I support the goal of serving underserved communities, and I have a few others, as described in this post:
- Reducing pollution
- Increasing transportation and land-use efficiency
- Improving social interaction
- Reducing carnage
When it comes to getting people out of their cars, keep in mind that the rising cost of gasoline will accomplish much of this by itself. People who used to drive even though they're well-served by transit are now leaving the car at home, or even selling it, and taking that transit. If they couldn't get to their jobs and shopping easily by transit, they find other places to work and shop. Many people whose homes are not well-served by transit are moving to places that are.
Sprawly places like eastern Queens and southeastern Brooklyn pose a problem for sustainability: the way they're set up now, it's very difficult for someone to live out there and get to work and shopping without a car. The people who live there now could all move to western Queens and South Brooklyn, but that wouldn't be a very efficient use of space, would it? We need to find a way to reshape the sprawl into transit-oriented development: clusters of dense housing, employment and shopping near transit, and less-dense housing and parkland in between. This is hard to do without transit, so the question becomes how best to extend transit to these sprawly areas.
This is where I see the biggest value for BRT - and hopefully light rail, and eventually maybe more subways. This is also good because this is where there are the largest number of wide boulevards and highways, that can more easily be converted to BRT. Many of these places were originally designed around streetcars to begin with, but if not, they can be redeveloped around this model.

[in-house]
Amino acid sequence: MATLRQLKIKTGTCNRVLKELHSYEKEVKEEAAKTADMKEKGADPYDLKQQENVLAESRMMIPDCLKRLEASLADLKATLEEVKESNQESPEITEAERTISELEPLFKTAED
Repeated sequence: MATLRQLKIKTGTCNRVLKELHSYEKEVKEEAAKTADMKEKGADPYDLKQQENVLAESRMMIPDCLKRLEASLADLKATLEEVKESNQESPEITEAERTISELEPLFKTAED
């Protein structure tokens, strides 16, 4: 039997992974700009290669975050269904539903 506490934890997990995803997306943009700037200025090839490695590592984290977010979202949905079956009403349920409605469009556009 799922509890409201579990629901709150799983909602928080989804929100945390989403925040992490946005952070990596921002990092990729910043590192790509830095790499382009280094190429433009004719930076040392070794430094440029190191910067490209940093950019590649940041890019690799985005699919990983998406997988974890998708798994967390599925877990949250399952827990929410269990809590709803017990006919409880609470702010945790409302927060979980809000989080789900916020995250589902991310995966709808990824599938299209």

What kind of trips should we be designing BRT for? Just as it doesn't make sense to drive for your daily shopping, it doesn't make much sense to rely on transit for that daily shopping. We should be aiming, through zoning and subsidies if necessary, to have everyone live within convenient walking distance of a decent supermarket (and not tear down historic structures to build parking for supermarkets). Plain old buses (with signal prioritization and other improvements wherever possible) can accommodate other kinds of shopping and socializing.
Rapid transit should be for special occasion shopping, entertainment and socializing, and for commuting. That means - you guessed it - connections to Manhattan. But, as Joan Byron pointed out, there are also job centers in the other boroughs, and making connections between the boroughs should be a secondary goal. I'll explore some of these possibilities in future posts.
We should also think about long-distance connections: how easy is it for someone from Baychester to get to Penn Station for an Amtrak train? For someone from College Point to get to the Port Authority for a Peter Pan bus? For a resident of Kingsbridge to get to any of the airports?